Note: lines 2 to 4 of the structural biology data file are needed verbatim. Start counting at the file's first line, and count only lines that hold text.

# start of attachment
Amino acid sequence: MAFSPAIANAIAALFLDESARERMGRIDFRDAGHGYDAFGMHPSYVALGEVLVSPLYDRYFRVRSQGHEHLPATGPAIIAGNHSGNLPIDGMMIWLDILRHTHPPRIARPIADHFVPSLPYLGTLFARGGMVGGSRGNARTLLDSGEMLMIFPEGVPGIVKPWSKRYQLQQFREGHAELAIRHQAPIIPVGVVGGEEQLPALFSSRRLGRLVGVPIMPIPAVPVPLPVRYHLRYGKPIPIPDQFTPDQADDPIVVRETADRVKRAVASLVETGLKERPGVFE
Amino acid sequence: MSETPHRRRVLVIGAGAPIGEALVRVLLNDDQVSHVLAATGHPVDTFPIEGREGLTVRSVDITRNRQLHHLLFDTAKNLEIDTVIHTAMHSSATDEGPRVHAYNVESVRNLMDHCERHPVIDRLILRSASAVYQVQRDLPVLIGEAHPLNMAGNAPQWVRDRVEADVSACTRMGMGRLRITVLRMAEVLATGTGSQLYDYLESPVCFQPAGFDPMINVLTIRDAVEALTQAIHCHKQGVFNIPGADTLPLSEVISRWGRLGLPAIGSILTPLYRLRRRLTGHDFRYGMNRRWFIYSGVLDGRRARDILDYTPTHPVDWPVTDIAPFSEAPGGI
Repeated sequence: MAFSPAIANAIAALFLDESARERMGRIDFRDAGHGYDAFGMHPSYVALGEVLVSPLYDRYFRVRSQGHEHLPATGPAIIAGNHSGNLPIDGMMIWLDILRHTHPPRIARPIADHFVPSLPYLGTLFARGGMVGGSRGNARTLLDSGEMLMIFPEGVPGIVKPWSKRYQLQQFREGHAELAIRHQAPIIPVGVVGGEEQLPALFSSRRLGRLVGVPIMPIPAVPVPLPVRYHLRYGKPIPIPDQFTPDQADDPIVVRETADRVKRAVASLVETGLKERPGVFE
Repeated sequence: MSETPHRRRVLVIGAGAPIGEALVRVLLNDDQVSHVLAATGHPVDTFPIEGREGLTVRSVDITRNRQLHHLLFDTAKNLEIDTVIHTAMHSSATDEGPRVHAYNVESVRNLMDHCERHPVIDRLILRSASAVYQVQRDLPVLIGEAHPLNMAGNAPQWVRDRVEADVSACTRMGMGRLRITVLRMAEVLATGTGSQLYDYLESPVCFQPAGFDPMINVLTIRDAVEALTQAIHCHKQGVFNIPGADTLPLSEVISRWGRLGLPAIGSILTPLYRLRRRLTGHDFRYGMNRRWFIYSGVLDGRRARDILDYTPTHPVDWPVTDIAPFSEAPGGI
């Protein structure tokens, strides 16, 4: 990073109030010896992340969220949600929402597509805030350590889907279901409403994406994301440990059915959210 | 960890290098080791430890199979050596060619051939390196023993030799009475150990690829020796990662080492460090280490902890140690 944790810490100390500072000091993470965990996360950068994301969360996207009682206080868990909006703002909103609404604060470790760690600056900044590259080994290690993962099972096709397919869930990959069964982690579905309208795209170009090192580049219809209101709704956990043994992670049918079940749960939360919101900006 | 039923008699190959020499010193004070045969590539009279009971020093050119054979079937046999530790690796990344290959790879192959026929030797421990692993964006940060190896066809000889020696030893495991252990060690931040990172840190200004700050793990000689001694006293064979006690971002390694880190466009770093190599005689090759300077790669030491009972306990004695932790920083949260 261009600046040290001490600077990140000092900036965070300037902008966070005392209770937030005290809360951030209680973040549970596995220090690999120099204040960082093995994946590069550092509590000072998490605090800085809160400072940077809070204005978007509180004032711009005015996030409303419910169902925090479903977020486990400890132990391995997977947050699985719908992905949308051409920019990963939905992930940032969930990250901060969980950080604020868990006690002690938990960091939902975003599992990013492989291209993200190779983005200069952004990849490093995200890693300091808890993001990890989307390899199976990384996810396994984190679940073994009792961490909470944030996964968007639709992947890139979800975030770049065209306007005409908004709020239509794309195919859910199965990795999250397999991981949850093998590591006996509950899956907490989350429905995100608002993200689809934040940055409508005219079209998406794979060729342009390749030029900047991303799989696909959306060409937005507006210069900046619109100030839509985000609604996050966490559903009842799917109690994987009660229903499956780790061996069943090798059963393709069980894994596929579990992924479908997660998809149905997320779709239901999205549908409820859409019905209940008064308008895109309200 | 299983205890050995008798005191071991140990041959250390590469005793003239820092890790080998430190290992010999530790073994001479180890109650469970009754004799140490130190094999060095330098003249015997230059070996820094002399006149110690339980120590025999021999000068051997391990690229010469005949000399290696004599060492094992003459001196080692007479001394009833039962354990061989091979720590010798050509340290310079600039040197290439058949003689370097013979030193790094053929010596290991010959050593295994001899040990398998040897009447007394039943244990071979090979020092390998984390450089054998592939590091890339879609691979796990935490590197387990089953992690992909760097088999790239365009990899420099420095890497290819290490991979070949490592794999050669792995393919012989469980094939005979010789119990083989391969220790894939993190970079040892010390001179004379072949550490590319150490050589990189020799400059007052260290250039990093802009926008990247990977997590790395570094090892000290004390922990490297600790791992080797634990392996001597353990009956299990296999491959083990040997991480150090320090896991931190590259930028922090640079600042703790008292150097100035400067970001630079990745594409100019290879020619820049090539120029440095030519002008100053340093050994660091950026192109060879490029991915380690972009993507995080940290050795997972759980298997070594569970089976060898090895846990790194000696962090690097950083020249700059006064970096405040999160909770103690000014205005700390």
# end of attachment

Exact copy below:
Amino acid sequence: MSETPHRRRVLVIGAGAPIGEALVRVLLNDDQVSHVLAATGHPVDTFPIEGREGLTVRSVDITRNRQLHHLLFDTAKNLEIDTVIHTAMHSSATDEGPRVHAYNVESVRNLMDHCERHPVIDRLILRSASAVYQVQRDLPVLIGEAHPLNMAGNAPQWVRDRVEADVSACTRMGMGRLRITVLRMAEVLATGTGSQLYDYLESPVCFQPAGFDPMINVLTIRDAVEALTQAIHCHKQGVFNIPGADTLPLSEVISRWGRLGLPAIGSILTPLYRLRRRLTGHDFRYGMNRRWFIYSGVLDGRRARDILDYTPTHPVDWPVTDIAPFSEAPGGI
Repeated sequence: MAFSPAIANAIAALFLDESARERMGRIDFRDAGHGYDAFGMHPSYVALGEVLVSPLYDRYFRVRSQGHEHLPATGPAIIAGNHSGNLPIDGMMIWLDILRHTHPPRIARPIADHFVPSLPYLGTLFARGGMVGGSRGNARTLLDSGEMLMIFPEGVPGIVKPWSKRYQLQQFREGHAELAIRHQAPIIPVGVVGGEEQLPALFSSRRLGRLVGVPIMPIPAVPVPLPVRYHLRYGKPIPIPDQFTPDQADDPIVVRETADRVKRAVASLVETGLKERPGVFE
Repeated sequence: MSETPHRRRVLVIGAGAPIGEALVRVLLNDDQVSHVLAATGHPVDTFPIEGREGLTVRSVDITRNRQLHHLLFDTAKNLEIDTVIHTAMHSSATDEGPRVHAYNVESVRNLMDHCERHPVIDRLILRSASAVYQVQRDLPVLIGEAHPLNMAGNAPQWVRDRVEADVSACTRMGMGRLRITVLRMAEVLATGTGSQLYDYLESPVCFQPAGFDPMINVLTIRDAVEALTQAIHCHKQGVFNIPGADTLPLSEVISRWGRLGLPAIGSILTPLYRLRRRLTGHDFRYGMNRRWFIYSGVLDGRRARDILDYTPTHPVDWPVTDIAPFSEAPGGI